Book Review: How to Live Safely in a Science Fictional Universe - Charles Yu by Scott Spooner

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Opening

“When it happens, this is what happens: I shoot myself. Not, you know, my self self. I shoot my future self. He steps out of a time machine, introduces himself as Charles Yu. What else am I supposed to do? I kill him. I kill my own future.”

I’ve always been a sucker for time travel. It opens up so many opportunities for plot twists and speculation. But what Charles Yu has done with this novel is reintroduce time travel in ways I’ve never imagined. His unique writing style makes this world into something that is all its own.

The story is about Charles Yu, the main character, a time machine repairman. He lives a simple quiet life and being able to move through and out of time he always keeps the world at a safe distance. Other than his time machine AI and his dog, which technically doesn’t exist, Yu spends his time alone reminiscing about the past and his mother and father. But when his time machine’s routine maintenance goes awry, Yu finds himself in a time loop where his only chance of escape is finally trying to move his life forward.

The relationships Yu shows us are beautiful and honest. And the Universe he creates is incredible. Time travel here is an analogy on how we spend our own time and perhaps the mistakes we all sometimes make. This story is one of those that even when it’s done you won’t stop thinking about it. I still haven’t. I’ve never read anything quite like it and I’m so glad I was lucky enough to stumble upon it.

 

Book Review: Pocket Kings - Ted Heller by Scott Spooner

Opening

"It is a cold and harrowing morning in the life of a man the day he wakes up, looks at himself in the mirror, and finally realizes that he is not, has never been, nor will ever be George Clooney."

 

Part comedy, part confessional, and at times delusional, Pocket Kings is the story of a washed out writer who turns to online gambling to curb his dissatisfaction with life. However, his toe in the water leads to complete obsession as this writer finally finds something he's good at. With each added failure of his writing career his chip count goes up. But just as with any broken man, when things are finally looking up the only place to go is down.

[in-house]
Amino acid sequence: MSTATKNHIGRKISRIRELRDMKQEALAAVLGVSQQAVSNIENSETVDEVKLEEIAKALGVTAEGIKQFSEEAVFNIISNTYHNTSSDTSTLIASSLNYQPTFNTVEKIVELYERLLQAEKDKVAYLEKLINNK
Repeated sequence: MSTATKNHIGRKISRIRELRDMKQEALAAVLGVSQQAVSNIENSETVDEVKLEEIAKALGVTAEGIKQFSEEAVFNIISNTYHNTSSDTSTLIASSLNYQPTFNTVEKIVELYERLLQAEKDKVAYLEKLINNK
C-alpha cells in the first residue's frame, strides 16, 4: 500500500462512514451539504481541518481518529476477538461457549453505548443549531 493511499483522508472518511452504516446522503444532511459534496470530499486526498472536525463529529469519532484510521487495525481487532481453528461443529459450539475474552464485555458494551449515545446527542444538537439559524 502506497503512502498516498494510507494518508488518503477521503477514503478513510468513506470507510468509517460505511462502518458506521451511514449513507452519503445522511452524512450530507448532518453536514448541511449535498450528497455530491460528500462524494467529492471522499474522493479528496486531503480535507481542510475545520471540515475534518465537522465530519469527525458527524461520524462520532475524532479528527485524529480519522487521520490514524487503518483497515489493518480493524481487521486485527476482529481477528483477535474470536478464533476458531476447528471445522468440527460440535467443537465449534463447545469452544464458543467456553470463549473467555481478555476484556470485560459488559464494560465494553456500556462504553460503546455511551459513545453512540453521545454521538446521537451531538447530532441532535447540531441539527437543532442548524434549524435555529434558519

This is the only book I've read by Ted Heller, but from the first page I knew it was a good fit. Frank Dixon has everything you want in a main character; self loathing, a sense of humor, and just enough hope to think he can make things better for himself. The book also touches on the weird and twisted world of book publishers as Frank spends more time looking in on the world than he is actually a part of it. And it's those ingredients that make this book such a quick read. We meet Frank, feel some sympathy and we're along for the ride. Heller does a great job of taking us on a true journey of addiction. What starts as break a from his day to day routine slowly becomes his only routine and we see the compromises Frank makes with himself to end up there.

If you enjoy books about writers, gambling, or just looking for some great one-liners this book is definitely worth picking up.

 

In Netflix We Trust by Scott Spooner

Last week Netflix debuted House of Cards, an original series by them. I've watched the first three episodes and I have to say it's pretty good. It's a got all the "plot thickens", good one-liners, likeable and hateable characters as any show on TV.

The part that's really intriguing to me, is it isn't on TV. It's on Netflix. Now you have a program and an entire "network" that isn't being strapped by the FCC or held back by affiliations. The rules have changed. Now, I'm sure if you dug deep enough there may be someone with an agenda. But it has to be microscopic if you consider all of the things affecting programs today. So aside from the fact that Netflix means I get Arrested Development back, it actually can mean so much more for the future of television. 

For example, what if Conan started doing his talkshow on Netflix? I'm a big fan, but I never watch TBS and can't catch up on Hulu. But, if I could see him there I sure as hell would. Or what if Aaron Sorkin's Newsroom didn't have to be a fantasy?  Could a Netflix news show save investigative reporting? Something that is actually Bipartisan? Some networks are doing away with entire investigative departments because "the ratings just aren't there." It's so weird. You cut off the balls of your reporters and black out half of their findings and then for some mysterious reason your viewership is falling? 

Netflix levels the playing field. If they continues making their own programing, with a user base as large as theirs, the opportunities are pretty endless.

Malaria - Edson Oda by Scott Spooner

Malaria by Edson Oda is, to put it simply, awesome. It has so many different aspects to it that it's hard to categorize. At its bare bones, it's the story of Fabiano, a young mercenary, who's hired to kill death. And on a grander scale it's part short film, part illustration, and part experiment. In a short time you get Edson's style and then he shows you how far he can push it. It's pretty impressive, especially when you consider he shot and wrote the story. For more of his work visit his vimeo or portfolio